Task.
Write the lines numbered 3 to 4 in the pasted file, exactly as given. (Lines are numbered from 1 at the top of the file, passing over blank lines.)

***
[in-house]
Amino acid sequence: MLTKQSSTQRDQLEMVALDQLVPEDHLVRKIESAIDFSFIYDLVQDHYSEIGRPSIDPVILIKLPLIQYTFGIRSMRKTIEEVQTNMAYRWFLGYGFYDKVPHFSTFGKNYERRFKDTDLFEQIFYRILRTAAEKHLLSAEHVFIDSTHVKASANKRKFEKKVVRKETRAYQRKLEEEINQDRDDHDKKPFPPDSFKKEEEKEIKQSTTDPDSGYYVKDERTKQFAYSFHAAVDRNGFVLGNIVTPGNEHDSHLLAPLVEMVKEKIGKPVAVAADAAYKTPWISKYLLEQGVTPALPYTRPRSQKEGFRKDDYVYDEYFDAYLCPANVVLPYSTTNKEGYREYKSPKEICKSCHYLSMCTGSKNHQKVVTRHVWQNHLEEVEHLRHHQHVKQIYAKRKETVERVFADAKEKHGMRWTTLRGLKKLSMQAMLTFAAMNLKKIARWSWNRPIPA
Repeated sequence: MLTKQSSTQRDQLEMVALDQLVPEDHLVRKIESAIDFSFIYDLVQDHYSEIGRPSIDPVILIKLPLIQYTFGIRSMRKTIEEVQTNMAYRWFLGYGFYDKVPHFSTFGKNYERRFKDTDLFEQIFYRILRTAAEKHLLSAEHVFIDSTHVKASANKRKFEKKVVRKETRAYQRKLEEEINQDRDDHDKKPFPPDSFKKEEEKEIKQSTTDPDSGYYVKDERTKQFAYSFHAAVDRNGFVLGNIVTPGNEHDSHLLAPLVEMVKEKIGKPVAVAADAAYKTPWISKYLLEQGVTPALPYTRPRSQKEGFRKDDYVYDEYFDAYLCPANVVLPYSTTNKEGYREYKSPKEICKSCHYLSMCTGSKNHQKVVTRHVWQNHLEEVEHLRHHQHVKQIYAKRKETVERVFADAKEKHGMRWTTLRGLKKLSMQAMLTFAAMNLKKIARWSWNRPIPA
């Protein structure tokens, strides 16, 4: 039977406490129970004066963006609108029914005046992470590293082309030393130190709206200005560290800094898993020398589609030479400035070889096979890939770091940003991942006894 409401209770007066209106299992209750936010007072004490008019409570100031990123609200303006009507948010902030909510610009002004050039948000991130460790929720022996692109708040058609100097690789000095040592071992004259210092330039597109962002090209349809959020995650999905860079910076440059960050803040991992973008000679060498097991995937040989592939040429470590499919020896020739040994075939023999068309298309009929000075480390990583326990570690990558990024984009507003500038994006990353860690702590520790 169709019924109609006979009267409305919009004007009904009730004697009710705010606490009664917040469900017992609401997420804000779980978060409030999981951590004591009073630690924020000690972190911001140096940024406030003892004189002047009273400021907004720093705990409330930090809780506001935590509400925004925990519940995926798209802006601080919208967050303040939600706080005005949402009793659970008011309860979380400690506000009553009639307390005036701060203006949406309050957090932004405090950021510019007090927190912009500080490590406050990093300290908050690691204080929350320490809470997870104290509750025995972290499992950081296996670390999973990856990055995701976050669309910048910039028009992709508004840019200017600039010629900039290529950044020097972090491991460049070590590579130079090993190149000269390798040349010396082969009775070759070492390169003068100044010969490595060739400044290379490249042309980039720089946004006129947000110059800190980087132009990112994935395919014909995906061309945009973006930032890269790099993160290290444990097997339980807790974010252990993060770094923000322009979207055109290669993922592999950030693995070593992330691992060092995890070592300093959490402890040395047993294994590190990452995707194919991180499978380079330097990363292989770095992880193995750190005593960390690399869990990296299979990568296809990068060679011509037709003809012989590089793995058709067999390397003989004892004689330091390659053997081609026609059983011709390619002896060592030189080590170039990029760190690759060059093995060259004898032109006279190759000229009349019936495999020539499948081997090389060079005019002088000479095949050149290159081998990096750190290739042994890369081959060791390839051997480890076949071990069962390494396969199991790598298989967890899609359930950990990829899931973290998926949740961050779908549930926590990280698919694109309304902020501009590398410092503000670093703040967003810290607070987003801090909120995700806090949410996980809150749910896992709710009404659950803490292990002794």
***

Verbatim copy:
Repeated sequence: MLTKQSSTQRDQLEMVALDQLVPEDHLVRKIESAIDFSFIYDLVQDHYSEIGRPSIDPVILIKLPLIQYTFGIRSMRKTIEEVQTNMAYRWFLGYGFYDKVPHFSTFGKNYERRFKDTDLFEQIFYRILRTAAEKHLLSAEHVFIDSTHVKASANKRKFEKKVVRKETRAYQRKLEEEINQDRDDHDKKPFPPDSFKKEEEKEIKQSTTDPDSGYYVKDERTKQFAYSFHAAVDRNGFVLGNIVTPGNEHDSHLLAPLVEMVKEKIGKPVAVAADAAYKTPWISKYLLEQGVTPALPYTRPRSQKEGFRKDDYVYDEYFDAYLCPANVVLPYSTTNKEGYREYKSPKEICKSCHYLSMCTGSKNHQKVVTRHVWQNHLEEVEHLRHHQHVKQIYAKRKETVERVFADAKEKHGMRWTTLRGLKKLSMQAMLTFAAMNLKKIARWSWNRPIPA
């Protein structure tokens, strides 16, 4: 039977406490129970004066963006609108029914005046992470590293082309030393130190709206200005560290800094898993020398589609030479400035070889096979890939770091940003991942006894 409401209770007066209106299992209750936010007072004490008019409570100031990123609200303006009507948010902030909510610009002004050039948000991130460790929720022996692109708040058609100097690789000095040592071992004259210092330039597109962002090209349809959020995650999905860079910076440059960050803040991992973008000679060498097991995937040989592939040429470590499919020896020739040994075939023999068309298309009929000075480390990583326990570690990558990024984009507003500038994006990353860690702590520790 169709019924109609006979009267409305919009004007009904009730004697009710705010606490009664917040469900017992609401997420804000779980978060409030999981951590004591009073630690924020000690972190911001140096940024406030003892004189002047009273400021907004720093705990409330930090809780506001935590509400925004925990519940995926798209802006601080919208967050303040939600706080005005949402009793659970008011309860979380400690506000009553009639307390005036701060203006949406309050957090932004405090950021510019007090927190912009500080490590406050990093300290908050690691204080929350320490809470997870104290509750025995972290499992950081296996670390999973990856990055995701976050669309910048910039028009992709508004840019200017600039010629900039290529950044020097972090491991460049070590590579130079090993190149000269390798040349010396082969009775070759070492390169003068100044010969490595060739400044290379490249042309980039720089946004006129947000110059800190980087132009990112994935395919014909995906061309945009973006930032890269790099993160290290444990097997339980807790974010252990993060770094923000322009979207055109290669993922592999950030693995070593992330691992060092995890070592300093959490402890040395047993294994590190990452995707194919991180499978380079330097990363292989770095992880193995750190005593960390690399869990990296299979990568296809990068060679011509037709003809012989590089793995058709067999390397003989004892004689330091390659053997081609026609059983011709390619002896060592030189080590170039990029760190690759060059093995060259004898032109006279190759000229009349019936495999020539499948081997090389060079005019002088000479095949050149290159081998990096750190290739042994890369081959060791390839051997480890076949071990069962390494396969199991790598298989967890899609359930950990990829899931973290998926949740961050779908549930926590990280698919694109309304902020501009590398410092503000670093703040967003810290607070987003801090909120995700806090949410996980809150749910896992709710009404659950803490292990002794």